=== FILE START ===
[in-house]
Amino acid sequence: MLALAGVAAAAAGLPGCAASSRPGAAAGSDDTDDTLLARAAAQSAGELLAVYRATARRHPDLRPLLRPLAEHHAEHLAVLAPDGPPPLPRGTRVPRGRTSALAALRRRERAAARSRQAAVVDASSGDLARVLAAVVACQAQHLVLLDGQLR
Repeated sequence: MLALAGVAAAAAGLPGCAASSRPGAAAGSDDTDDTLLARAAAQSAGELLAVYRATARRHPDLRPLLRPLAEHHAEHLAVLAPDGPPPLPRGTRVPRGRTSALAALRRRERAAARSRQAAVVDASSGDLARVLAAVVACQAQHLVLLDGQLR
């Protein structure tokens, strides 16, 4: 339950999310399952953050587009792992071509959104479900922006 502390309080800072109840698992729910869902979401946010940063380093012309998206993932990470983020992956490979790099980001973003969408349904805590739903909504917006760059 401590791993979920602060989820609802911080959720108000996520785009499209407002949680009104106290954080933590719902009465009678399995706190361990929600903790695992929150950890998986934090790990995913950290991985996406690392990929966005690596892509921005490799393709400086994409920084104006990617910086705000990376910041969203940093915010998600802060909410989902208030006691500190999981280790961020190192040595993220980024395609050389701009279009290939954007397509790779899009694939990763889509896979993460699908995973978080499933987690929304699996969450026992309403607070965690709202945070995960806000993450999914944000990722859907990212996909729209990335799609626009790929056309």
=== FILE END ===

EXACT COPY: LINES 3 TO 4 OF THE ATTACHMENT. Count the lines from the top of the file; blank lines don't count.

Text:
Repeated sequence: MLALAGVAAAAAGLPGCAASSRPGAAAGSDDTDDTLLARAAAQSAGELLAVYRATARRHPDLRPLLRPLAEHHAEHLAVLAPDGPPPLPRGTRVPRGRTSALAALRRRERAAARSRQAAVVDASSGDLARVLAAVVACQAQHLVLLDGQLR
């Protein structure tokens, strides 16, 4: 339950999310399952953050587009792992071509959104479900922006 502390309080800072109840698992729910869902979401946010940063380093012309998206993932990470983020992956490979790099980001973003969408349904805590739903909504917006760059 401590791993979920602060989820609802911080959720108000996520785009499209407002949680009104106290954080933590719902009465009678399995706190361990929600903790695992929150950890998986934090790990995913950290991985996406690392990929966005690596892509921005490799393709400086994409920084104006990617910086705000990376910041969203940093915010998600802060909410989902208030006691500190999981280790961020190192040595993220980024395609050389701009279009290939954007397509790779899009694939990763889509896979993460699908995973978080499933987690929304699996969450026992309403607070965690709202945070995960806000993450999914944000990722859907990212996909729209990335799609626009790929056309």